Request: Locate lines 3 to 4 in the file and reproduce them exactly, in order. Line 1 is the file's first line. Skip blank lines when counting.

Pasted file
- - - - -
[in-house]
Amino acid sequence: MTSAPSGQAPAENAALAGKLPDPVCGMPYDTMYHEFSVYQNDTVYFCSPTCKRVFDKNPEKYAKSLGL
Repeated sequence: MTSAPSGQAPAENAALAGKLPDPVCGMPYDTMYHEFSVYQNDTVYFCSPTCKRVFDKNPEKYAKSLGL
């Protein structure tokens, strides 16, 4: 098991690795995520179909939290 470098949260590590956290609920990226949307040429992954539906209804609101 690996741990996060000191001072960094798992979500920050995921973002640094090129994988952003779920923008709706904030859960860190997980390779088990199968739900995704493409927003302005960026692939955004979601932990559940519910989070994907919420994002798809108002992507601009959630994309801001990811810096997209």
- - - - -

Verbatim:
Repeated sequence: MTSAPSGQAPAENAALAGKLPDPVCGMPYDTMYHEFSVYQNDTVYFCSPTCKRVFDKNPEKYAKSLGL
């Protein structure tokens, strides 16, 4: 098991690795995520179909939290 470098949260590590956290609920990226949307040429992954539906209804609101 690996741990996060000191001072960094798992979500920050995921973002640094090129994988952003779920923008709706904030859960860190997980390779088990199968739900995704493409927003302005960026692939955004979601932990559940519910989070994907919420994002798809108002992507601009959630994309801001990811810096997209």